Mortal Kombat's particular brand of so-gory-it's-funny action is in full effect here.
A much more noticeable, and welcome, addition is in how most of the battle arenas in MK: Deception feature death traps that may instantly end a round, either for a satisfying finish or a surprise comeback. For example, Mortal Kombat's classic "pit" stage returns (and MKII's acid-filled "dead pool" level is in here too), but this time, you don't need to wait until the end of a match to knock your enemy onto the spikes below. Now, if you just get him or her near the edge of the elevated platform, you can uppercut the poor sap to certain death. Should you die in this fashion, you only lose the round and not the match, which is something that's inexplicable but makes obvious sense from a gameplay standpoint. It's a like a much messier version of Virtua Fighter's ring-outs.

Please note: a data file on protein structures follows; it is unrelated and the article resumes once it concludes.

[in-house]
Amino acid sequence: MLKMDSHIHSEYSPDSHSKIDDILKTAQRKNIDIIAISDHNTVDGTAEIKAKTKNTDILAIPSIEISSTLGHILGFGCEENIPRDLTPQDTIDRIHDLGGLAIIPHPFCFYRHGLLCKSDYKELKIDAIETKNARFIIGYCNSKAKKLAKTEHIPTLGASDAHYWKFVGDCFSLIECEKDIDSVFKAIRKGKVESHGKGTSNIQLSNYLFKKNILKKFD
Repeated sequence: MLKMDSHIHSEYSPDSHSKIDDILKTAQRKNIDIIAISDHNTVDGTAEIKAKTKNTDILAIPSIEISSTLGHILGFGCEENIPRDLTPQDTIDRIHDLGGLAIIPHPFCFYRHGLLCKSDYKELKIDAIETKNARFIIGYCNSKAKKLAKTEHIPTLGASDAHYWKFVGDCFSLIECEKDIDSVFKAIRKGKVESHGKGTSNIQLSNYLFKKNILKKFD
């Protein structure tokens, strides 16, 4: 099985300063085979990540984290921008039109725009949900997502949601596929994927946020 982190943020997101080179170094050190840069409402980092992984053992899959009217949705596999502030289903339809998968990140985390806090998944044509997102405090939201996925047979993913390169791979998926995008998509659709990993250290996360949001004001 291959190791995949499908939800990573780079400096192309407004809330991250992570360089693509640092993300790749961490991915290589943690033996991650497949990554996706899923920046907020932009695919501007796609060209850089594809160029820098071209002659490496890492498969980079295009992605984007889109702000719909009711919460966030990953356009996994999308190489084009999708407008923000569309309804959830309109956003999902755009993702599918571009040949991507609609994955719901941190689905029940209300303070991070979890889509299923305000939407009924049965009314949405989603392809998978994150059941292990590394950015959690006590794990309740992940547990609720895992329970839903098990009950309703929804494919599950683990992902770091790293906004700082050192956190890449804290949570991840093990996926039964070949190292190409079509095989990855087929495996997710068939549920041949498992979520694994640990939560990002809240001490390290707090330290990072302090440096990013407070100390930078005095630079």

Most of the death traps are tucked away into the recesses of a level and sometimes require you to smash your opponent (or get smashed yourself) through a lower level before the deadly portions of it are exposed. These dangerous areas are also conveniently indicated by a red border, so you'll know when you're in a troublesome spot. A few of the levels--including one in which the edge of the level keeps collapsing, making it more and more likely that someone ends up falling--are definitely a little too prone to deaths-by-death trap. But the fact that these elements of the stages make you have to be mindful of where you're fighting mostly just help to make the combat more interesting. Plus, the death trap-related fatalities are pretty entertaining. So death traps actually turn out to be a much more fun addition to the game than you might expect. However, if you really don't like them, for some reason, you can disable death traps in the game both in offline and online play.